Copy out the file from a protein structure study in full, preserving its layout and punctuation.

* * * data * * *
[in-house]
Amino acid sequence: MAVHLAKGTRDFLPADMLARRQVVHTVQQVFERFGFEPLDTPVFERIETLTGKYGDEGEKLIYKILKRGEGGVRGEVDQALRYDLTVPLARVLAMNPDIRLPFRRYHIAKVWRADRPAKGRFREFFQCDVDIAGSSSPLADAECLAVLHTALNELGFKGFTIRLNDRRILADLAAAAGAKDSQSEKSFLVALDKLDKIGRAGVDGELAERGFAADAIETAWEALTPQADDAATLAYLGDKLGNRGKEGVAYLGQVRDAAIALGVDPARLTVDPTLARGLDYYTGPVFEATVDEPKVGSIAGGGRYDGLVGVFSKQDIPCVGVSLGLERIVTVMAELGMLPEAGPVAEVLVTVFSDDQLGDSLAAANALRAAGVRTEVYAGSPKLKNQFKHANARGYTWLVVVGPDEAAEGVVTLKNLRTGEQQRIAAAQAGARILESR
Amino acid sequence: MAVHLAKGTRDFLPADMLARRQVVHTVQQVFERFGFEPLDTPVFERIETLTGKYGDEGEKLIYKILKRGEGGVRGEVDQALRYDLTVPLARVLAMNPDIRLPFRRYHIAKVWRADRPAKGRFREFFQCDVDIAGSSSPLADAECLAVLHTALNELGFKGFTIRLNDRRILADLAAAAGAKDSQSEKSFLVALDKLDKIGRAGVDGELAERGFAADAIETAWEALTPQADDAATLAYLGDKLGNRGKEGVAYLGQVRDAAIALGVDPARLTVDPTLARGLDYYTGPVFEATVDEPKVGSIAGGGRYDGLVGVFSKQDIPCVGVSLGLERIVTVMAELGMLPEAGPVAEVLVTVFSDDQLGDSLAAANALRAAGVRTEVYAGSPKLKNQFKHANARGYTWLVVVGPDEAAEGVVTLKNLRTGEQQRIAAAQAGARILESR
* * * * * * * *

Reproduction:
[in-house]
Amino acid sequence: MAVHLAKGTRDFLPADMLARRQVVHTVQQVFERFGFEPLDTPVFERIETLTGKYGDEGEKLIYKILKRGEGGVRGEVDQALRYDLTVPLARVLAMNPDIRLPFRRYHIAKVWRADRPAKGRFREFFQCDVDIAGSSSPLADAECLAVLHTALNELGFKGFTIRLNDRRILADLAAAAGAKDSQSEKSFLVALDKLDKIGRAGVDGELAERGFAADAIETAWEALTPQADDAATLAYLGDKLGNRGKEGVAYLGQVRDAAIALGVDPARLTVDPTLARGLDYYTGPVFEATVDEPKVGSIAGGGRYDGLVGVFSKQDIPCVGVSLGLERIVTVMAELGMLPEAGPVAEVLVTVFSDDQLGDSLAAANALRAAGVRTEVYAGSPKLKNQFKHANARGYTWLVVVGPDEAAEGVVTLKNLRTGEQQRIAAAQAGARILESR
Amino acid sequence: MAVHLAKGTRDFLPADMLARRQVVHTVQQVFERFGFEPLDTPVFERIETLTGKYGDEGEKLIYKILKRGEGGVRGEVDQALRYDLTVPLARVLAMNPDIRLPFRRYHIAKVWRADRPAKGRFREFFQCDVDIAGSSSPLADAECLAVLHTALNELGFKGFTIRLNDRRILADLAAAAGAKDSQSEKSFLVALDKLDKIGRAGVDGELAERGFAADAIETAWEALTPQADDAATLAYLGDKLGNRGKEGVAYLGQVRDAAIALGVDPARLTVDPTLARGLDYYTGPVFEATVDEPKVGSIAGGGRYDGLVGVFSKQDIPCVGVSLGLERIVTVMAELGMLPEAGPVAEVLVTVFSDDQLGDSLAAANALRAAGVRTEVYAGSPKLKNQFKHANARGYTWLVVVGPDEAAEGVVTLKNLRTGEQQRIAAAQAGARILESR